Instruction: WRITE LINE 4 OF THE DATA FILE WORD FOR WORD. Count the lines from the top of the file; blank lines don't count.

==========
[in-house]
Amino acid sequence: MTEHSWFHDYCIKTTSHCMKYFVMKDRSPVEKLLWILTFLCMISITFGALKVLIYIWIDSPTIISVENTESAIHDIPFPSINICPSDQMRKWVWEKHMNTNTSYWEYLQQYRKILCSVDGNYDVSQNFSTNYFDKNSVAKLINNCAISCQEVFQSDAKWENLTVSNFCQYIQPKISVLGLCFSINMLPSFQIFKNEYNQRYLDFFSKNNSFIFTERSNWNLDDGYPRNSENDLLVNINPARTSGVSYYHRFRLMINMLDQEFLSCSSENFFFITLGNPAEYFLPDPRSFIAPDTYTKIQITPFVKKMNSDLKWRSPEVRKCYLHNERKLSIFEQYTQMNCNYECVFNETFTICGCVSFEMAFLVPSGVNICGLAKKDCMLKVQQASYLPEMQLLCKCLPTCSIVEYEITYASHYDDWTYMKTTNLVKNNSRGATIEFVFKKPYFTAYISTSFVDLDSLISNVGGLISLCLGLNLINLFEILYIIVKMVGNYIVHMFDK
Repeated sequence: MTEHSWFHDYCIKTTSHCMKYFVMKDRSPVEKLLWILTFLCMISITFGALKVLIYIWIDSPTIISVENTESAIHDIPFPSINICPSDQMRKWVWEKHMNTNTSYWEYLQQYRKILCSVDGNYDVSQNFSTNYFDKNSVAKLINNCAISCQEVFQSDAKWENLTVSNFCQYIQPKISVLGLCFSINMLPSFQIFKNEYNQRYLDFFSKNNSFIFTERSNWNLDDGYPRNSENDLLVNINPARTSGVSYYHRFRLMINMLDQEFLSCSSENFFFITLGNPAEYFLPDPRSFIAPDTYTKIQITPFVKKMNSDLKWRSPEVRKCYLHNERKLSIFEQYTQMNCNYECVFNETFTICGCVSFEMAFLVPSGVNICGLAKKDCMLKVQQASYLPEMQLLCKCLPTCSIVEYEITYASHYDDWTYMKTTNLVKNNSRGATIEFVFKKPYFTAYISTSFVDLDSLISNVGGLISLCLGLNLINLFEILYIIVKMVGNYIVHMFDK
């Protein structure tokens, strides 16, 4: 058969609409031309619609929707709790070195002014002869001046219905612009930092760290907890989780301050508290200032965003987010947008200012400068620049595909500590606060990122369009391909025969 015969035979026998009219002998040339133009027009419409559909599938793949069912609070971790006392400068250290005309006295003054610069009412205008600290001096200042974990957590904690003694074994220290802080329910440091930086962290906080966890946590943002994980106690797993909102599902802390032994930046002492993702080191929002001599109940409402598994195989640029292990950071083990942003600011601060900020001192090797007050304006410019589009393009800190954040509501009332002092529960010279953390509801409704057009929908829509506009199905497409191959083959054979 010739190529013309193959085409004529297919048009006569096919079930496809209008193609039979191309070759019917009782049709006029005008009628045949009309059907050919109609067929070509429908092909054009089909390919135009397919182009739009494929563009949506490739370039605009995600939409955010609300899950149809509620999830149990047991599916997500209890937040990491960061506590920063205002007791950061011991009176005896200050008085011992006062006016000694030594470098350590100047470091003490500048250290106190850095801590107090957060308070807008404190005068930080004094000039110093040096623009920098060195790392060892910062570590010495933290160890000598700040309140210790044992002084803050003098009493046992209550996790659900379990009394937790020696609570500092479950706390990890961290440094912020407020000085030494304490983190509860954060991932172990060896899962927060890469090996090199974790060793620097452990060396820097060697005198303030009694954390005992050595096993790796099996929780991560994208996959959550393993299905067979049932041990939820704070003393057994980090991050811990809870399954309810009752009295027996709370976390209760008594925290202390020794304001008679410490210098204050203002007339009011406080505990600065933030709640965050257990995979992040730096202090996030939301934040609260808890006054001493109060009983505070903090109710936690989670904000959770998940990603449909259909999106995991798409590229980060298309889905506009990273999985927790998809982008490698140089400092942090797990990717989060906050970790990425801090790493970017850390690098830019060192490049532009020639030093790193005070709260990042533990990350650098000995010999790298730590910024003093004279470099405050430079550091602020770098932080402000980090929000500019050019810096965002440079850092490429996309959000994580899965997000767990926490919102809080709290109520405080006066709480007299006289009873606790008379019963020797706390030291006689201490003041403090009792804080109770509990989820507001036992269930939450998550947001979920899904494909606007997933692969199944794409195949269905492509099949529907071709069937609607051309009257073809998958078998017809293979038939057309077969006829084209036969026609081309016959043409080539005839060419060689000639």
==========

């Protein structure tokens, strides 16, 4: 058969609409031309619609929707709790070195002014002869001046219905612009930092760290907890989780301050508290200032965003987010947008200012400068620049595909500590606060990122369009391909025969 015969035979026998009219002998040339133009027009419409559909599938793949069912609070971790006392400068250290005309006295003054610069009412205008600290001096200042974990957590904690003694074994220290802080329910440091930086962290906080966890946590943002994980106690797993909102599902802390032994930046002492993702080191929002001599109940409402598994195989640029292990950071083990942003600011601060900020001192090797007050304006410019589009393009800190954040509501009332002092529960010279953390509801409704057009929908829509506009199905497409191959083959054979 010739190529013309193959085409004529297919048009006569096919079930496809209008193609039979191309070759019917009782049709006029005008009628045949009309059907050919109609067929070509429908092909054009089909390919135009397919182009739009494929563009949506490739370039605009995600939409955010609300899950149809509620999830149990047991599916997500209890937040990491960061506590920063205002007791950061011991009176005896200050008085011992006062006016000694030594470098350590100047470091003490500048250290106190850095801590107090957060308070807008404190005068930080004094000039110093040096623009920098060195790392060892910062570590010495933290160890000598700040309140210790044992002084803050003098009493046992209550996790659900379990009394937790020696609570500092479950706390990890961290440094912020407020000085030494304490983190509860954060991932172990060896899962927060890469090996090199974790060793620097452990060396820097060697005198303030009694954390005992050595096993790796099996929780991560994208996959959550393993299905067979049932041990939820704070003393057994980090991050811990809870399954309810009752009295027996709370976390209760008594925290202390020794304001008679410490210098204050203002007339009011406080505990600065933030709640965050257990995979992040730096202090996030939301934040609260808890006054001493109060009983505070903090109710936690989670904000959770998940990603449909259909999106995991798409590229980060298309889905506009990273999985927790998809982008490698140089400092942090797990990717989060906050970790990425801090790493970017850390690098830019060192490049532009020639030093790193005070709260990042533990990350650098000995010999790298730590910024003093004279470099405050430079550091602020770098932080402000980090929000500019050019810096965002440079850092490429996309959000994580899965997000767990926490919102809080709290109520405080006066709480007299006289009873606790008379019963020797706390030291006689201490003041403090009792804080109770509990989820507001036992269930939450998550947001979920899904494909606007997933692969199944794409195949269905492509099949529907071709069937609607051309009257073809998958078998017809293979038939057309077969006829084209036969026609081309016959043409080539005839060419060689000639």